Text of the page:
Staff told to wear ‘skimpy outfits’
The Topshop retail empire faces further scrutiny as more allegations about the behaviour of company owner Sir Philip Green come to light.
Former employees at the company told investigative journalists at London's The Telegraph that managers asked them to wear "skimpy" outfits when Green inspected shops in America.
The billionaire was also alleged to have made offensive remarks about employees he believed were gay.
The revelations are likely to put further pressure, not only on Topshop but Sir Green's broader retail empire, trading under the Arcadia name.
The latest claims come off the back of #MeToo revelations last year that saw Sir Green called out for a range of misconduct.
The British businessman was alleged to have used legal agreements and payments to hide accusations of sexual harassment, racist abuse and bullying.
Sir Green was named in parliament by politician Peter Hain, who said he felt it was his "duty" to reveal the name under parliamentary privilege after being contacted by someone involved in the case.
Hain's statement named Sir Green as the subject of an article in the Telegraph newspaper on Wednesday about a leading British businessman accused of sexually harassing and racially abusing his staff.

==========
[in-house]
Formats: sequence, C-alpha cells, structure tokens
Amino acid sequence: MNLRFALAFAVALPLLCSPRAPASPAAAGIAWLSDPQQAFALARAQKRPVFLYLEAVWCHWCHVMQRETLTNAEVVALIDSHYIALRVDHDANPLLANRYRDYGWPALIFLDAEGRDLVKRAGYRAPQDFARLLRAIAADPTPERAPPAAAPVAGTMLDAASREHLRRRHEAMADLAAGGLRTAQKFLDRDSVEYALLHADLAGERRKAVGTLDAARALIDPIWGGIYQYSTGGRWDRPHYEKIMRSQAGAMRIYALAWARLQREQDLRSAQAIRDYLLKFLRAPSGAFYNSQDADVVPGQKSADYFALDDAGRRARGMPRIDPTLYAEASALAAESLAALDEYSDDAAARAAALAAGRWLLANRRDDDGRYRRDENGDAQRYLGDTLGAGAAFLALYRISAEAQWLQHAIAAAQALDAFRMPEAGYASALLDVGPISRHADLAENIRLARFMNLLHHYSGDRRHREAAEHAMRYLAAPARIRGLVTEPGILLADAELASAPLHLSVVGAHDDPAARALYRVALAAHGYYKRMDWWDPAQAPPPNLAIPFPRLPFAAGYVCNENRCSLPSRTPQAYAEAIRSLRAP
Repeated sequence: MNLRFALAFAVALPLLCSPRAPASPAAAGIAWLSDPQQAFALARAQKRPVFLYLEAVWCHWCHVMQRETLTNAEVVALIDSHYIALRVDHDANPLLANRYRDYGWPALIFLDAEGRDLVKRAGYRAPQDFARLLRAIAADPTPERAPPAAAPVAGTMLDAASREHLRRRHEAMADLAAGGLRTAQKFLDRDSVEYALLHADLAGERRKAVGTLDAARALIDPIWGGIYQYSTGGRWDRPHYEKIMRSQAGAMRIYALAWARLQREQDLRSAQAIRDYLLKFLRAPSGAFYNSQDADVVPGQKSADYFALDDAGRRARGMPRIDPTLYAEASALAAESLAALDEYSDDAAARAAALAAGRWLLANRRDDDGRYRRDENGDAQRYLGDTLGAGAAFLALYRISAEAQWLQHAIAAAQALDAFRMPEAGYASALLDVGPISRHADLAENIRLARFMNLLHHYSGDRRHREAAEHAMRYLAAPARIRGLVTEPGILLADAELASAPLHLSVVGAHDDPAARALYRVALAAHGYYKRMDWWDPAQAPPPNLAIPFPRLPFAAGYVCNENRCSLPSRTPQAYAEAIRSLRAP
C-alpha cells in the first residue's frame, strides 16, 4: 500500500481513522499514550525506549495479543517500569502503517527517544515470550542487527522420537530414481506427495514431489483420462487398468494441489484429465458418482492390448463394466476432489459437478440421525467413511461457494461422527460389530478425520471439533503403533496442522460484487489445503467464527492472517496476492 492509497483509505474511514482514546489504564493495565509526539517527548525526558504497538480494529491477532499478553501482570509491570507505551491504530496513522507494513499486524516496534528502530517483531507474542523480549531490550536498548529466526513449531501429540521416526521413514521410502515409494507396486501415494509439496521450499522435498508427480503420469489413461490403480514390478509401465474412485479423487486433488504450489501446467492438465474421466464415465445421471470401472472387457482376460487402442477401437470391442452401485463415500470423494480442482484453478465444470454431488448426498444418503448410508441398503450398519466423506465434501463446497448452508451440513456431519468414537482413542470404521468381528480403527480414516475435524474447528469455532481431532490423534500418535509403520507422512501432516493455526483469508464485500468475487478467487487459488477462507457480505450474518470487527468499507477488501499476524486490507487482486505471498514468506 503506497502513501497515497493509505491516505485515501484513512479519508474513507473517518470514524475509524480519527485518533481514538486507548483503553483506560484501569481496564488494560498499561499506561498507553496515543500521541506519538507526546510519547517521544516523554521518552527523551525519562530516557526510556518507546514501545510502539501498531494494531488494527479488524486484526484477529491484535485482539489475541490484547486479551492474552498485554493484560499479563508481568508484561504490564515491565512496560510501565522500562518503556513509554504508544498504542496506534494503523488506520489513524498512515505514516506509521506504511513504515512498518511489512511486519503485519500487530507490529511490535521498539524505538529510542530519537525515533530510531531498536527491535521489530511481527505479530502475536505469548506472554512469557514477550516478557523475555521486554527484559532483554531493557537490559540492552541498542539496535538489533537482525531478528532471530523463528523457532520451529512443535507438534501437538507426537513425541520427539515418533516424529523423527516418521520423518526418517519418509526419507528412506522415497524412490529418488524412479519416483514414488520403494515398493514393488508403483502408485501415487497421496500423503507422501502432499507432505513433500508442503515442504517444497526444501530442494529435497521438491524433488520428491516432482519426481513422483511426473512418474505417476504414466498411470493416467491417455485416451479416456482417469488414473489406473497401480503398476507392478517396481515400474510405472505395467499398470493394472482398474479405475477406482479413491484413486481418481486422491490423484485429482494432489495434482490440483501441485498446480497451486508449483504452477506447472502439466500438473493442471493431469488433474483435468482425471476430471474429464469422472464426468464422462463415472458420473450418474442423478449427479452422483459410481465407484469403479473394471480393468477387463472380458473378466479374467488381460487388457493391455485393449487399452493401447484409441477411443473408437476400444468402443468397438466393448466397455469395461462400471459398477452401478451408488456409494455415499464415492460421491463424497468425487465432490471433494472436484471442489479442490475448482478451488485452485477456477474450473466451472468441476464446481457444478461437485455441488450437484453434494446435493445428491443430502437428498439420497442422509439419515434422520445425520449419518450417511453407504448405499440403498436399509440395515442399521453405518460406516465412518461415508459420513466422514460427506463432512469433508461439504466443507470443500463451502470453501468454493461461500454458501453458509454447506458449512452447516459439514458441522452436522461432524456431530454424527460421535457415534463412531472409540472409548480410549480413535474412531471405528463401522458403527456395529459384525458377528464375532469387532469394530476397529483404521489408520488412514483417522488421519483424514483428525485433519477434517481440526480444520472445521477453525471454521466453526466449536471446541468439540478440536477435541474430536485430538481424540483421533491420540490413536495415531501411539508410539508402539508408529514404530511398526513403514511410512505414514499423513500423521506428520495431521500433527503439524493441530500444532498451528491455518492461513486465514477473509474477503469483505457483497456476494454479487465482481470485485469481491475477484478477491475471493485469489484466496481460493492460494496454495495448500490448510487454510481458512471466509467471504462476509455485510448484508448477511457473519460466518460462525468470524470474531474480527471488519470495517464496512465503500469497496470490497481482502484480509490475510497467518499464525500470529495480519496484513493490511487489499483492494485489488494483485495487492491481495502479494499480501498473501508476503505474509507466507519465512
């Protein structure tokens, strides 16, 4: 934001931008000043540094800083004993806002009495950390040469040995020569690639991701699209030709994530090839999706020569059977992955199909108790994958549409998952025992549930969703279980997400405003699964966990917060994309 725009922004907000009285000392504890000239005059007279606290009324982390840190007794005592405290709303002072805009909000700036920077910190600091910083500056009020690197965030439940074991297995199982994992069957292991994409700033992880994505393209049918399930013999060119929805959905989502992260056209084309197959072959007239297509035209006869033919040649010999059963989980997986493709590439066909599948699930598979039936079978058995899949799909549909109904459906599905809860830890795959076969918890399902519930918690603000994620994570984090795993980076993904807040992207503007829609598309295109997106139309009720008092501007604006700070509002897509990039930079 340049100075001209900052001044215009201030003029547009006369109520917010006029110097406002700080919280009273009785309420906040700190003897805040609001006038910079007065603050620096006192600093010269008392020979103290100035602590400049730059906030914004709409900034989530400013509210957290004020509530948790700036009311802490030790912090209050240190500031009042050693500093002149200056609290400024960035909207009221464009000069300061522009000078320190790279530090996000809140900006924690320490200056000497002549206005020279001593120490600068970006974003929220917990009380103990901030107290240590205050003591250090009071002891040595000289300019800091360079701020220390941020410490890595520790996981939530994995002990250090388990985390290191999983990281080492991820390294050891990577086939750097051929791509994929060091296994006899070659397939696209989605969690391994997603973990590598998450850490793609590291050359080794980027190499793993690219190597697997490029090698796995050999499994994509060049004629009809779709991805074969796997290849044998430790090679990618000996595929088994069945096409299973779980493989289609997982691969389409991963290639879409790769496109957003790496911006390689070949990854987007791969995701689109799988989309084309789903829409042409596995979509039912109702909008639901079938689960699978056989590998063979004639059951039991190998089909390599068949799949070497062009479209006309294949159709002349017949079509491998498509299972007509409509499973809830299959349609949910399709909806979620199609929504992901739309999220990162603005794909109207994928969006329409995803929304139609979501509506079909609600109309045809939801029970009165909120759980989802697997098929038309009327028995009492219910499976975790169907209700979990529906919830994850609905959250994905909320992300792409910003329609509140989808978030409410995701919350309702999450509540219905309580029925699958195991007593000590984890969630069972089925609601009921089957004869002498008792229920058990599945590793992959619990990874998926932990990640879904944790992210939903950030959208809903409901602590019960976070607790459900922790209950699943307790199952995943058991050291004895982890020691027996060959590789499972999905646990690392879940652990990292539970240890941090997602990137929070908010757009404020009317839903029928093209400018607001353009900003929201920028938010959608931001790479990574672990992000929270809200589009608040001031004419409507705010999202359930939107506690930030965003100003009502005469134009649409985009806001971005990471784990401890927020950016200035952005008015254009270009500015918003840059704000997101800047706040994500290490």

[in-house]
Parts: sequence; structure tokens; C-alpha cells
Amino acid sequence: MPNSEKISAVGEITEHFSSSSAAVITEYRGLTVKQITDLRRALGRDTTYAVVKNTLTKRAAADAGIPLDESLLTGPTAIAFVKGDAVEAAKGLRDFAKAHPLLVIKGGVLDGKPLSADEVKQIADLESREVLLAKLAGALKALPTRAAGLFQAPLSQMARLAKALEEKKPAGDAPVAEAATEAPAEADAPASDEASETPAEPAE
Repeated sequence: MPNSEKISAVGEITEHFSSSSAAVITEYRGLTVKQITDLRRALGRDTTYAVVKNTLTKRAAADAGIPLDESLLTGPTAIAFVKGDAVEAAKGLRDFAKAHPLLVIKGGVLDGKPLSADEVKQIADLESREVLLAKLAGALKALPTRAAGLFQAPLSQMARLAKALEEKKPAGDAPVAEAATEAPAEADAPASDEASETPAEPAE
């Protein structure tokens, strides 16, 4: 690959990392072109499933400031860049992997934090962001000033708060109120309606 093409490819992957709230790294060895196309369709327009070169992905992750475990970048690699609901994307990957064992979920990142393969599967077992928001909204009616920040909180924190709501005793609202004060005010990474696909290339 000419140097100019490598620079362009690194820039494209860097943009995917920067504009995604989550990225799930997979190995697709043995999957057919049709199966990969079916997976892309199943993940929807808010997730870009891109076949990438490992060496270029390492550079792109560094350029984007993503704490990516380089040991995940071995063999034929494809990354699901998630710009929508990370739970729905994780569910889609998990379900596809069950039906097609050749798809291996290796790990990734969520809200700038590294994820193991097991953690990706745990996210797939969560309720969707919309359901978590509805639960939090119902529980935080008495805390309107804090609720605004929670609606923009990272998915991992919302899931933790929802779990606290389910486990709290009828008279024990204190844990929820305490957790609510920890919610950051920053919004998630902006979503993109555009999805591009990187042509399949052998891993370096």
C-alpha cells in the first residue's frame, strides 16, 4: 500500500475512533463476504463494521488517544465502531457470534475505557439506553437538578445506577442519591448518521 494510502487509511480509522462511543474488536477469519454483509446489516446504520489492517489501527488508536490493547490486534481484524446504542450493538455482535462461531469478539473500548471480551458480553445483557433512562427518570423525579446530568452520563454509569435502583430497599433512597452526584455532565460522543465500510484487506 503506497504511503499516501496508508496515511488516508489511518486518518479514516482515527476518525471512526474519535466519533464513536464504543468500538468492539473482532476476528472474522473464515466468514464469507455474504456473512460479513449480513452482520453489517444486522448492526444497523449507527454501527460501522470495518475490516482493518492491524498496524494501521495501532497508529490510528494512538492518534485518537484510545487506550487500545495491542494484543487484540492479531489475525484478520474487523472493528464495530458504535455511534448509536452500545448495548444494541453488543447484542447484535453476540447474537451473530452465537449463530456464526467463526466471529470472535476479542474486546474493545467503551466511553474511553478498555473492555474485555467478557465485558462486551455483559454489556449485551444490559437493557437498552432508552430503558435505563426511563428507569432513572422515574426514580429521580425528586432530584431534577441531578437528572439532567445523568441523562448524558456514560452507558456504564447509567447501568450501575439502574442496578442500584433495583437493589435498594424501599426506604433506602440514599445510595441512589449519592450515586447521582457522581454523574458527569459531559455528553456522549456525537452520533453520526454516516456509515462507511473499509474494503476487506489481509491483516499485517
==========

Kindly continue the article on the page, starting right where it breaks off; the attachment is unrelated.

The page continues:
It also emerged Sir Green allegedly paid employees seven-figure sums to hush up allegations of sexual harassment and racism.
These revelations quickly led to calls for his resignation.
However, Sir Green has dug in his heels, denying any wrongdoing.
Since the first report by the Telegraph, dozens of workers have come forward sharing similar stories of sexual harassment and racial abuse.
The latest report also details allegations about a rampant culture of sexual misconduct at Topshop that saw junior staff treated inappropriately by their managers.
The employees claim that matters of this nature were not dealt with by the company.
Worth about $US2.7 billion according to the Bloomberg Billionaires Index, Sir Green has also been embroiled in scandal for years over his management of the UK department-store chain BHS.
He netted a fortune in dividends from the company while the employee pension fund was hundreds of millions of pounds in the red.
In 2015, Sir Green sold the troubled business for one pound to a former race-car driver with no previous retail experience. The company subsequently collapsed.
This article originally appeared on NZ Herald and was reproduced with permission.